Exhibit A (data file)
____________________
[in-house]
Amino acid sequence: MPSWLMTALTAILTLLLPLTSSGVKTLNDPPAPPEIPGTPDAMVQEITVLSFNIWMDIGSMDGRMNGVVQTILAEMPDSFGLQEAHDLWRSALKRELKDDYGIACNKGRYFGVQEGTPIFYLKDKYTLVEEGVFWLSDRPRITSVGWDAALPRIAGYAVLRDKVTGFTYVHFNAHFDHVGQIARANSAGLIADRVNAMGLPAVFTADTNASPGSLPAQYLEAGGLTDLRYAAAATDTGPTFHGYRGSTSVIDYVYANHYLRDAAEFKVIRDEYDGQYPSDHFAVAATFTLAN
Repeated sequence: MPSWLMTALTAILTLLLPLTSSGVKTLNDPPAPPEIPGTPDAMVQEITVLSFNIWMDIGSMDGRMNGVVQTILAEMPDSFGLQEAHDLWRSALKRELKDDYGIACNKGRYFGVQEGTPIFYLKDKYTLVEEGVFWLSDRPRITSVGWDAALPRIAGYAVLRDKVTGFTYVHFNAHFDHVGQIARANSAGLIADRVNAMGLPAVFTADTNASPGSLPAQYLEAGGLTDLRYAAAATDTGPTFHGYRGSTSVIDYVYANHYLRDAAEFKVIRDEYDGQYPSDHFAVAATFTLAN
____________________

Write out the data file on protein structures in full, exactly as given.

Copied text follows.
[in-house]
Amino acid sequence: MPSWLMTALTAILTLLLPLTSSGVKTLNDPPAPPEIPGTPDAMVQEITVLSFNIWMDIGSMDGRMNGVVQTILAEMPDSFGLQEAHDLWRSALKRELKDDYGIACNKGRYFGVQEGTPIFYLKDKYTLVEEGVFWLSDRPRITSVGWDAALPRIAGYAVLRDKVTGFTYVHFNAHFDHVGQIARANSAGLIADRVNAMGLPAVFTADTNASPGSLPAQYLEAGGLTDLRYAAAATDTGPTFHGYRGSTSVIDYVYANHYLRDAAEFKVIRDEYDGQYPSDHFAVAATFTLAN
Repeated sequence: MPSWLMTALTAILTLLLPLTSSGVKTLNDPPAPPEIPGTPDAMVQEITVLSFNIWMDIGSMDGRMNGVVQTILAEMPDSFGLQEAHDLWRSALKRELKDDYGIACNKGRYFGVQEGTPIFYLKDKYTLVEEGVFWLSDRPRITSVGWDAALPRIAGYAVLRDKVTGFTYVHFNAHFDHVGQIARANSAGLIADRVNAMGLPAVFTADTNASPGSLPAQYLEAGGLTDLRYAAAATDTGPTFHGYRGSTSVIDYVYANHYLRDAAEFKVIRDEYDGQYPSDHFAVAATFTLAN